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« The discovery of the digital tardiness (and my new nom-de-plume, Jennifer Smoke) | Main | Digital divides: Going offline in South Korea and online in Nigeria »

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Jennifer

The same young people who bring digital devices to work also bring them to class, so I know what you're talking about! Some students can't focus on writing assignments and stare at blank Word documents, while toggling constantly to e-mail accounts in Web browsers and checking messages on cellphones. It's not just an erosion of work ethics but of the boundary between "home" and "work" mindsets. If you're used to conducting the same activities in both places via technology, it's hard to distinguish between the two modes. I know some people with great work ethics who might spend a lot of "work" time in "home" mode -- but also spend a lot of "home" time in "work" mode, so that they're actually putting in the same effort, just not respecting those boundaries. As a manager, it's no doubt harder to supervise and evaluate their performance in these conditions, and probably going to get harder!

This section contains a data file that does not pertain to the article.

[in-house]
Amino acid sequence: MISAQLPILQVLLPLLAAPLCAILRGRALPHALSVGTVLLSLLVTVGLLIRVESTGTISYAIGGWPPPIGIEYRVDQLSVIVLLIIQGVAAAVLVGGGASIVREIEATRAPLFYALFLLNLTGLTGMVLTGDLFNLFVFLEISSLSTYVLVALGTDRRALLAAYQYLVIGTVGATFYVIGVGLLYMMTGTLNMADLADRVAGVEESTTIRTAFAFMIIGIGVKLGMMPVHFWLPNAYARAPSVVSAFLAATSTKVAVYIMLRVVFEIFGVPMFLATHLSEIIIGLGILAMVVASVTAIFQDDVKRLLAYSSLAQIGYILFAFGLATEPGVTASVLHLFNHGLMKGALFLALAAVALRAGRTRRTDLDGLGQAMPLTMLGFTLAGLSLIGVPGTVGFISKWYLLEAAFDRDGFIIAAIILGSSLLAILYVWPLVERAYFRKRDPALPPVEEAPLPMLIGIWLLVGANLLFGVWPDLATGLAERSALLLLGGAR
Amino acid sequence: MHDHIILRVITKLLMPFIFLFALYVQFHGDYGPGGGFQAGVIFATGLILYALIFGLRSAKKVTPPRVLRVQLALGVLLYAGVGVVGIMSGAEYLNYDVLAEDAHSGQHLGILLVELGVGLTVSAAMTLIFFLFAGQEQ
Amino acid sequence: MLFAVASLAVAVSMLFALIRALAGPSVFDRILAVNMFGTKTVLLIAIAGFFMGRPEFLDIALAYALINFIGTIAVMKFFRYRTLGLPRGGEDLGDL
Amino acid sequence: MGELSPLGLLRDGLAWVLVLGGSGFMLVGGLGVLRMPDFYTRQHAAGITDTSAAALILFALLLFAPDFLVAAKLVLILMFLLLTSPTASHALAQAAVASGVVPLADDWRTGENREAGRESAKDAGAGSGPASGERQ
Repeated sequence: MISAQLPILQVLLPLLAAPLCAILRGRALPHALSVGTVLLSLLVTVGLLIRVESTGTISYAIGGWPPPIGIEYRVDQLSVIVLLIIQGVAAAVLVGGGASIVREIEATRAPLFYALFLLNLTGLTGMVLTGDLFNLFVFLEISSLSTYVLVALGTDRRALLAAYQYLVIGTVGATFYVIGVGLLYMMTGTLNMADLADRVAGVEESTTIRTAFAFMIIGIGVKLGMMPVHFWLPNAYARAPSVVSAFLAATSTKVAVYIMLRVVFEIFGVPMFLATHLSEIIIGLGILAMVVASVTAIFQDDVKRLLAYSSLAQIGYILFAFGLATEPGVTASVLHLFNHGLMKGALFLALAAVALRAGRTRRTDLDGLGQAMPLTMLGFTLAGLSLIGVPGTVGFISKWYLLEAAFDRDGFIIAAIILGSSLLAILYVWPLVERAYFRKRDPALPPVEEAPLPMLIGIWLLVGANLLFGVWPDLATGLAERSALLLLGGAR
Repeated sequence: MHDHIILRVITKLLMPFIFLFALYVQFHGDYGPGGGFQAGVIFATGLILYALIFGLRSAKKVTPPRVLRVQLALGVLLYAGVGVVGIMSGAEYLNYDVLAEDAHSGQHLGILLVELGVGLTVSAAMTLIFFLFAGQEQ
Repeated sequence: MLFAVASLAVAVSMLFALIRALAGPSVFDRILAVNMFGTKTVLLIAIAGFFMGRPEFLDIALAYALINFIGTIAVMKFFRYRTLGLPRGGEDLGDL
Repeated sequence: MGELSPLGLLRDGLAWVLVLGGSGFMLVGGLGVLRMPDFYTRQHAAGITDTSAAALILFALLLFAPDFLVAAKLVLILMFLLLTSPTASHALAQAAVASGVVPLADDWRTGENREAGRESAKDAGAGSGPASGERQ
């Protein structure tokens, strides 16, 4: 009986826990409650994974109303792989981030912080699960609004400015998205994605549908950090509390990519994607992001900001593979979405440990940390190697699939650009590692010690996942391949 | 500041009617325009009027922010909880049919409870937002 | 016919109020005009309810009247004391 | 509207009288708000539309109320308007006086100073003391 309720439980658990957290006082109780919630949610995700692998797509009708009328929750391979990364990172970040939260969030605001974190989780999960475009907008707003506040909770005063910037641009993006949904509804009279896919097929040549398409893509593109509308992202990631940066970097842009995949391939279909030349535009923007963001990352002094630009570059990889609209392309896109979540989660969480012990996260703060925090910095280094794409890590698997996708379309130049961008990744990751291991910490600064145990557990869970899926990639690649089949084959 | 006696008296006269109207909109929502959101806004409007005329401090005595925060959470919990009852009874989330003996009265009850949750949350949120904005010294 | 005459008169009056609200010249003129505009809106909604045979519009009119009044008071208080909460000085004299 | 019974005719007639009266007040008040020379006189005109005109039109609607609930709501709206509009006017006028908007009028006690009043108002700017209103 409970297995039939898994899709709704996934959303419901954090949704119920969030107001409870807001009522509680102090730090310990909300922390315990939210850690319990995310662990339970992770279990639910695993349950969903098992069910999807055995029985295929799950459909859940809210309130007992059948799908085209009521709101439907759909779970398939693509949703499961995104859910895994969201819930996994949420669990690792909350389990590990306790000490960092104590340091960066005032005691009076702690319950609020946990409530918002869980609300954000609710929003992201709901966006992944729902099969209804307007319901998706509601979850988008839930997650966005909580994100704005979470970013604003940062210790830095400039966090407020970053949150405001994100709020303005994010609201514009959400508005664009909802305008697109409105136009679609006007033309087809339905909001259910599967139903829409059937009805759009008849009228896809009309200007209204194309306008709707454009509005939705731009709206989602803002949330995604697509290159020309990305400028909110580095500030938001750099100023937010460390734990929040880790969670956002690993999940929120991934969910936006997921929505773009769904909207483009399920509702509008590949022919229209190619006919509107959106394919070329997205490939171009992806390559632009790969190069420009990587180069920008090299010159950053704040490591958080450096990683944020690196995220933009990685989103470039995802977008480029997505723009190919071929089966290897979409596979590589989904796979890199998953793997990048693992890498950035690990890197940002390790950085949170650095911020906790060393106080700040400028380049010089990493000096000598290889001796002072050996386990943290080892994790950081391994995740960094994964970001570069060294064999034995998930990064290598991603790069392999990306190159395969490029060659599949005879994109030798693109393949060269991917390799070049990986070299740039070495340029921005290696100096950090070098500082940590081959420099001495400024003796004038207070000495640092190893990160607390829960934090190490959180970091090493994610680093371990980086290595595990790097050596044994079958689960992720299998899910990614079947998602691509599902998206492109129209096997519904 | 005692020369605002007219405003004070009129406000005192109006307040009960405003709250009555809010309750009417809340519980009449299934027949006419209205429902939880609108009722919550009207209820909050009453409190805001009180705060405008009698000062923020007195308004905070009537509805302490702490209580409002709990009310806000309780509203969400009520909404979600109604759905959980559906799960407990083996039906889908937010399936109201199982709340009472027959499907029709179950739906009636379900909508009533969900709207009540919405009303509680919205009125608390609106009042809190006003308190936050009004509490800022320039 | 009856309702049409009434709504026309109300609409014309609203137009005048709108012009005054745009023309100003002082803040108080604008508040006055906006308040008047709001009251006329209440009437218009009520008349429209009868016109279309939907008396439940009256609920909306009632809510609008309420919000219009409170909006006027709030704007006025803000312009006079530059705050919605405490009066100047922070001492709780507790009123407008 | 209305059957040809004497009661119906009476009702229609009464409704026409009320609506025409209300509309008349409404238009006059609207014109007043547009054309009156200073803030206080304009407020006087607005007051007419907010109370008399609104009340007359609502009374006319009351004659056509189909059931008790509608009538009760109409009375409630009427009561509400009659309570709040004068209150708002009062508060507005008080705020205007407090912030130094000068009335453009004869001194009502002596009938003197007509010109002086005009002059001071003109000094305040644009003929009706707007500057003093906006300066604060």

Glenda York

I found this conversation very interesting, and in theory very much embrace the slow media movement. I do want to add one other aspect to the conversation. This blurring of boundaries between work and personal that digital devices have enabled leads to another problem that I'd like to mention...and that is the erosion of the work ethic by a lot of young people. These are the same people that bring their iphones and cell phones to work with them and play on them during the day when they should be doing the work they are getting paid for. They talk with family and friends, send emails, in short, they act like they are at home instead of a paid member of the work force. This is extremely aggravating to us aging baby boomers who do indeed remember giving it a good day's work and truly earning every penny you are paid. And instead of addressing the problem, management seems to be turning their heads and ignorning it, or giving seminars to the rest of us on how to deal with "difficult" employees!

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